Plaintiff filed an affidavit with the Industrial Commission on 14 December 2006 alleging that the Department of Correction, now known as the Department of Public Safety, through the officers on duty during his attack negligently failed to protect him from an assault by Mitchell. Plaintiff named “Lt. MacKenny, Sgt. Harriston, Sgt. Long, Officer McCollum, and Officer Carter” as the alleged negligent employees.

On 14 October 2009, Deputy Commissioner George T. Glenn, II granted plaintiff’s motion to sever the issues of liability and damages. On 20 November 2009, there was an evidentiary hearing before Deputy Commissioner Glenn on liability. Deputy Commissioner Glenn, based only on the testimony of plaintiff and Sergeant Harrison, found that plaintiff had not met his burden of showing negligence and dismissed the case despite plaintiff’s request to have testimony from another inmate, James Evans. On 12 January 2010, plaintiff filed a Notice of Appeal to the Full Commission. On 1 July 2010, the Full Commission issued an Order reopening the record for the testimony of inmate Evans. Evans’ testimony was taken before Deputy Commissioner Robert J. Harris on 23 September 2010.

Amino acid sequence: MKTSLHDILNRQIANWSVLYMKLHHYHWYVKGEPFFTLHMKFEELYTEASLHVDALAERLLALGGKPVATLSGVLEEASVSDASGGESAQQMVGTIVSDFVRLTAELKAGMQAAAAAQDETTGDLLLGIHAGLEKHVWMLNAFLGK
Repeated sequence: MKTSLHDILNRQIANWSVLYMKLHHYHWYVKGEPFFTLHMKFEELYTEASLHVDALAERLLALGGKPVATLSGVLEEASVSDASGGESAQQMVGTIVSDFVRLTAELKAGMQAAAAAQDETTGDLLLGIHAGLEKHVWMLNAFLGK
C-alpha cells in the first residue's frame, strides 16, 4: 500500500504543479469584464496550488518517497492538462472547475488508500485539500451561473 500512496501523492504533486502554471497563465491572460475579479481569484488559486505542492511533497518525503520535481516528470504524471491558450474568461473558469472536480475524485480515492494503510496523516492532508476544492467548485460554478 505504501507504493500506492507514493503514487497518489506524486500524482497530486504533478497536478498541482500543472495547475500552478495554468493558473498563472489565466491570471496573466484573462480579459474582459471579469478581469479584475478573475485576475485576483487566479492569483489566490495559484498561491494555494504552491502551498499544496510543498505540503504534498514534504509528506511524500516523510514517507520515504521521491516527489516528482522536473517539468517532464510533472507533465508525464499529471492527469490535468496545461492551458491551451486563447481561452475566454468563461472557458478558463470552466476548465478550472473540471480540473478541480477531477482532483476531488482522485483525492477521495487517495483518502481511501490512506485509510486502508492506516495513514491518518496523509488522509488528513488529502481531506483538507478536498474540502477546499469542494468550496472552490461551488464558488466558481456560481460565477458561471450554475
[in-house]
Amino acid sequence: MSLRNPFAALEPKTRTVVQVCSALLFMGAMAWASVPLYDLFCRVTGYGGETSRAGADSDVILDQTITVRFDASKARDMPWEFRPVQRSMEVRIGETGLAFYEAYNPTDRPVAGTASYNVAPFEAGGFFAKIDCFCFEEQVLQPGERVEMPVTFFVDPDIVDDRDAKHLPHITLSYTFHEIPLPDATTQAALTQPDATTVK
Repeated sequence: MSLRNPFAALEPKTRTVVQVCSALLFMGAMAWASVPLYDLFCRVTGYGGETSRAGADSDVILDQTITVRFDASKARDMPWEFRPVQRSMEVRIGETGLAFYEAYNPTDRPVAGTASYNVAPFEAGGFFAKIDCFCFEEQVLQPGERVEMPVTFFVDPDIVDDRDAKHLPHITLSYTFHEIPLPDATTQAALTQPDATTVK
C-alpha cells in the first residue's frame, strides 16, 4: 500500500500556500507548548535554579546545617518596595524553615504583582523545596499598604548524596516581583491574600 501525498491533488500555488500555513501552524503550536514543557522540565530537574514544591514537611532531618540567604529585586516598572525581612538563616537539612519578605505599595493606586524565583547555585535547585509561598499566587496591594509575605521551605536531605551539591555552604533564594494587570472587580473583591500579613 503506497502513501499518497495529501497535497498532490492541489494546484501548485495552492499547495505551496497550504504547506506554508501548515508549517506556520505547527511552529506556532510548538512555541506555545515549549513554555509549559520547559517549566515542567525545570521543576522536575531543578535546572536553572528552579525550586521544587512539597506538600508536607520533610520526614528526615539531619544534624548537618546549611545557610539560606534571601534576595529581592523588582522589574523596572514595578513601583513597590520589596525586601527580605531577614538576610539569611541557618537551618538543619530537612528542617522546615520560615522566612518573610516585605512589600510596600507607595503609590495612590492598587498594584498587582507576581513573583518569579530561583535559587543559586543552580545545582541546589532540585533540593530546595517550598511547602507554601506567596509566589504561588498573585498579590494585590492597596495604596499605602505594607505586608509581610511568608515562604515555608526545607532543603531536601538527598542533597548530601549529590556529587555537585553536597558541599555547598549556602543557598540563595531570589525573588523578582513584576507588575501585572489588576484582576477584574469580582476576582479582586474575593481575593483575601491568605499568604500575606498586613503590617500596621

After reviewing the 2010 testimony of Evans and the 2009 testimony of plaintiff and Sergeant Harrison, the Full Commission found defendant negligent and remanded the case for a hearing on damages by Decision and Order entered 24 January 2011. On 4 February 2011, defendant filed a notice of exception to the Full Commission’s Decision and Order on the issue of liability. On 24 July 2012, the Full Commission entered an amended Decision and Order finding defendant negligent, ordering payment of $12,000 in damages, and incorporating its findings and conclusions from the 24 January 2011 Decision and Order. On 23 August 2012, defendant filed its Notice of Appeal to this Court.